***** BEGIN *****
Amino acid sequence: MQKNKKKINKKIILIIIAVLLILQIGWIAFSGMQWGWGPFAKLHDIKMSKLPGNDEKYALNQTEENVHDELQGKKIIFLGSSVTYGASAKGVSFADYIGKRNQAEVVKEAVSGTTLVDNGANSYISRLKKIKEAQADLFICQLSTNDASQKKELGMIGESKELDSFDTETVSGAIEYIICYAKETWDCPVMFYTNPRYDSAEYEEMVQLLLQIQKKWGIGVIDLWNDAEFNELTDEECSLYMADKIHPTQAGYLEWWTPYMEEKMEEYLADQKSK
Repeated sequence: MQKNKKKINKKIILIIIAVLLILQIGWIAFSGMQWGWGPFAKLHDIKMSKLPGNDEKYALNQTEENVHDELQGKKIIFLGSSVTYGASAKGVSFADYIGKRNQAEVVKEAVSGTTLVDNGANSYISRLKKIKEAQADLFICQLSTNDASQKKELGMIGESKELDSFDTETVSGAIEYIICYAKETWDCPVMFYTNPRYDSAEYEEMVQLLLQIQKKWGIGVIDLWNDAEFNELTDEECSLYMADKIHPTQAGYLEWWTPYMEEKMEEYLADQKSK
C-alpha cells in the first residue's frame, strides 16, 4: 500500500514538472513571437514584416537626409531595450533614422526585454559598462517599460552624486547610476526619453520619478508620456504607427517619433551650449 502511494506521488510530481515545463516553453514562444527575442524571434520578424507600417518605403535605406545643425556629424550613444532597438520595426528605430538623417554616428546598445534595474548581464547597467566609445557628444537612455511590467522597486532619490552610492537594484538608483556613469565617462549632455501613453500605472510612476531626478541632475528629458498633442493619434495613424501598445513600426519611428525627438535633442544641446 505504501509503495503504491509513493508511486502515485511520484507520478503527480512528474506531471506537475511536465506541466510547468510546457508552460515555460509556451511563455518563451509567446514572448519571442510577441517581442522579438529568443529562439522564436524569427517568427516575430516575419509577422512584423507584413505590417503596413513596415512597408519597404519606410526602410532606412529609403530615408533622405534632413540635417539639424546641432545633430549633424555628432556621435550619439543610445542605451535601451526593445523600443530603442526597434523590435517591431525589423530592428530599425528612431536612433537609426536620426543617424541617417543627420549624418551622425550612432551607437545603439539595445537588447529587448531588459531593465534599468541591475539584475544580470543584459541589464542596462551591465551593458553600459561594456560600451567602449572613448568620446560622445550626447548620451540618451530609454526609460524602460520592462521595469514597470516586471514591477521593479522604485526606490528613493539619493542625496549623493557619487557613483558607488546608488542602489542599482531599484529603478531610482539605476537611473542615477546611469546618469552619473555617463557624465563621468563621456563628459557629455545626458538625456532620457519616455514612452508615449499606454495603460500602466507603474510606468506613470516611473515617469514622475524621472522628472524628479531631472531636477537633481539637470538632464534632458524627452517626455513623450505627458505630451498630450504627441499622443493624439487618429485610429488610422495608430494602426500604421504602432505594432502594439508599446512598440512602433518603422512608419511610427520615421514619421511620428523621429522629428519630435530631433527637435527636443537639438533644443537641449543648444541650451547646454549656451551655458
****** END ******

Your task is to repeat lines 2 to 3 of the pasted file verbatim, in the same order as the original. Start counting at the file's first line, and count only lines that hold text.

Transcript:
Repeated sequence: MQKNKKKINKKIILIIIAVLLILQIGWIAFSGMQWGWGPFAKLHDIKMSKLPGNDEKYALNQTEENVHDELQGKKIIFLGSSVTYGASAKGVSFADYIGKRNQAEVVKEAVSGTTLVDNGANSYISRLKKIKEAQADLFICQLSTNDASQKKELGMIGESKELDSFDTETVSGAIEYIICYAKETWDCPVMFYTNPRYDSAEYEEMVQLLLQIQKKWGIGVIDLWNDAEFNELTDEECSLYMADKIHPTQAGYLEWWTPYMEEKMEEYLADQKSK
C-alpha cells in the first residue's frame, strides 16, 4: 500500500514538472513571437514584416537626409531595450533614422526585454559598462517599460552624486547610476526619453520619478508620456504607427517619433551650449 502511494506521488510530481515545463516553453514562444527575442524571434520578424507600417518605403535605406545643425556629424550613444532597438520595426528605430538623417554616428546598445534595474548581464547597467566609445557628444537612455511590467522597486532619490552610492537594484538608483556613469565617462549632455501613453500605472510612476531626478541632475528629458498633442493619434495613424501598445513600426519611428525627438535633442544641446 505504501509503495503504491509513493508511486502515485511520484507520478503527480512528474506531471506537475511536465506541466510547468510546457508552460515555460509556451511563455518563451509567446514572448519571442510577441517581442522579438529568443529562439522564436524569427517568427516575430516575419509577422512584423507584413505590417503596413513596415512597408519597404519606410526602410532606412529609403530615408533622405534632413540635417539639424546641432545633430549633424555628432556621435550619439543610445542605451535601451526593445523600443530603442526597434523590435517591431525589423530592428530599425528612431536612433537609426536620426543617424541617417543627420549624418551622425550612432551607437545603439539595445537588447529587448531588459531593465534599468541591475539584475544580470543584459541589464542596462551591465551593458553600459561594456560600451567602449572613448568620446560622445550626447548620451540618451530609454526609460524602460520592462521595469514597470516586471514591477521593479522604485526606490528613493539619493542625496549623493557619487557613483558607488546608488542602489542599482531599484529603478531610482539605476537611473542615477546611469546618469552619473555617463557624465563621468563621456563628459557629455545626458538625456532620457519616455514612452508615449499606454495603460500602466507603474510606468506613470516611473515617469514622475524621472522628472524628479531631472531636477537633481539637470538632464534632458524627452517626455513623450505627458505630451498630450504627441499622443493624439487618429485610429488610422495608430494602426500604421504602432505594432502594439508599446512598440512602433518603422512608419511610427520615421514619421511620428523621429522629428519630435530631433527637435527636443537639438533644443537641449543648444541650451547646454549656451551655458